The present article explores some concrete application cases of Big Data in Tax Administrations (TAs). It then formulates some ideas for its possible expansion in the near future, considering both advantages and disadvantages.


1. Big Data

The concepts of Big Data, data analytics and artificial intelligence are not new. Still, some technological advances have made their intensive use in business and public administration possible over the past few years. The main advances concern: the enormous expansion of processing and storage capacity on computers associated with the reduction of their costs; the growing availability of communications networks and broadband Internet; the development of effective models to capture, store, and process massive data and advanced cognitive algorithms; the emergence of new sources of data (e.g., sensors, GPS, social networks, etc.), including electronic invoices, and the exchange of fiscal information between countries.

The handling of data begins with Big Data, which is based on the concept of the five ‘V’ as follows: Volume: related to the large amount of data generated; Variety: the sources of the data are highly varied, which increases the complexity of the analyses; Velocity: due to the large volume and variety of data, all the processing needs to be agile to generate the required information; Veracity: directly related to the reliability of the data; Value: this refers to the ‘useful information’ that can be obtained from the data.

Most Big Data solutions include some of the following components: data sources, data warehousing, lot processing, data consumption in real time, stream processing, analytical data warehousing, reports and orchestrator.

It is difficult to define the exact border between Big Data and data analytics or between data analytics and artificial intelligence.

Big Data and analytics can help TAs provide a method to find anomalies, possibly leading to predicting where these anomalies may happen again.

Purchases online, electronic and card transactions, billed offline purchases, as well as reactions to tax notices, are all data points in an individual’s tax journey that can be used for a taxpayer’s behavioral analytics. Big Data and analytics, coupled with Artificial Intelligence, can work even better to help regulators significantly increase tax compliance.

For example, historical data about the reaction of taxpayers on receiving tax notices can be used to predict their next move. Predictive analytics can also develop sophisticated risk profiles, analyze trends, flag potential audit issues and identify higher-risk cases for deeper investigation, potentially cutting off avenues for fraud even before they take place.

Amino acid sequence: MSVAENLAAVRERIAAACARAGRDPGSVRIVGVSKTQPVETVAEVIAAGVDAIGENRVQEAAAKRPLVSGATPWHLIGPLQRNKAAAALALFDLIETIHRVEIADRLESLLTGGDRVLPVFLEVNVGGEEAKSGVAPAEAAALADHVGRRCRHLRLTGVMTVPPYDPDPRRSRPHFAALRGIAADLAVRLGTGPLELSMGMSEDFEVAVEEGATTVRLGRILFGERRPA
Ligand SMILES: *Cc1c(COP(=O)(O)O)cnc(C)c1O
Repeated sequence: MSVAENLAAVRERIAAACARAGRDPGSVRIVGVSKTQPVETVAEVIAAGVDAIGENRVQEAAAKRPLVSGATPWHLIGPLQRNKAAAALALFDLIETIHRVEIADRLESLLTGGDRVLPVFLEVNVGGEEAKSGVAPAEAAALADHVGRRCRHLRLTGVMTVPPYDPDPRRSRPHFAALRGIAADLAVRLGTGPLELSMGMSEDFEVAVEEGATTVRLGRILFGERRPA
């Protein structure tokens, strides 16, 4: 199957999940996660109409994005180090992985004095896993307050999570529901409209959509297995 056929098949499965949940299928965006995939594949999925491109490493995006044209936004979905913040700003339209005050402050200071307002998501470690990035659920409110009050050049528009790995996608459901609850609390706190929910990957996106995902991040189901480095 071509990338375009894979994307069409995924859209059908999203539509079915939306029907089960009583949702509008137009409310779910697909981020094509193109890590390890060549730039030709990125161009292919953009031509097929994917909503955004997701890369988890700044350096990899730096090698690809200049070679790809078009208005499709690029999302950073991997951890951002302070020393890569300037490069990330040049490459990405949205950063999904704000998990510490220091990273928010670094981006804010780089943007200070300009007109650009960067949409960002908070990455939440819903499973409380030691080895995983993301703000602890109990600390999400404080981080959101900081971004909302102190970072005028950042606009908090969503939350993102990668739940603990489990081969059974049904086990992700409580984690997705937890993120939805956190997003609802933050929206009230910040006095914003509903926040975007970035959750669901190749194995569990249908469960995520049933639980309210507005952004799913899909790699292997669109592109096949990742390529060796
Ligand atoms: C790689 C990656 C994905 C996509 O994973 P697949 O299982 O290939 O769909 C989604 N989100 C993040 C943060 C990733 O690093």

2. Experiences of Using Big Data in Tax Administrations

In the United States, preventing tax fraud is also possible with the implementation of Big Data. One of the biggest problems for state organizations is differentiating well-meaning taxpayers and those who try to cheat the system to either lower their tax payments or get more significant rebates. A couple of years ago, the Internal Revenue Service admitted using Big Data to stop tax cheats. One of the employed strategies, social media data mining, was used to prove that people live a more affluent lifestyle than their tax records. This successfully saves USD 300 billion tax lost every year. Big Data solve this problem by utilizing data classification and trail-based pattern recognition separate fraudsters and genuine taxpayer.

In United Kingdom, the HMRC is one of the pioneer tax administrations in Big Data analytics to improve tax management. The ‘HMRC Connect’ system won the ‘UK Big Data Project 2014’ award and continues to be perfected. The system has internal data sources from the public service and established agreements with banks, sharing economy platforms (such as Airbnb, eBay), insurance companies, data exchange with British Overseas Territories and OECD countries. In addition, it uses social networks (Facebook, Twitter) to detect ‘lifestyle’ evidence.

ADEPT (Analytics for Debtor Profiling and Targeting) is a Big Data analytics system of 13.5 terabytes (size in 2017), with a debt management system and a decision engine. It automatically combines data from 20 internal and external systems and controls many changes, affecting up to one million debts each day. Information on the debt, such as payments made and due, the records of the field auditors’ notes and the letters returned as ‘impossible to deliver’ are put together with sociodemographic and other data. ADEPT transforms data and creates a unique source of intelligence for debt management.

ADEPT is also used to boost operations; it is the basis for continuous learning and improvement in debt processes. You can evaluate customer response to HMRC interventions and recalculate each taxpayer’s behavior models and risk profiles. ADEPT assigns customized sequences of collection interventions to each debt. Then, the debt management system assigns each case to the corresponding channel.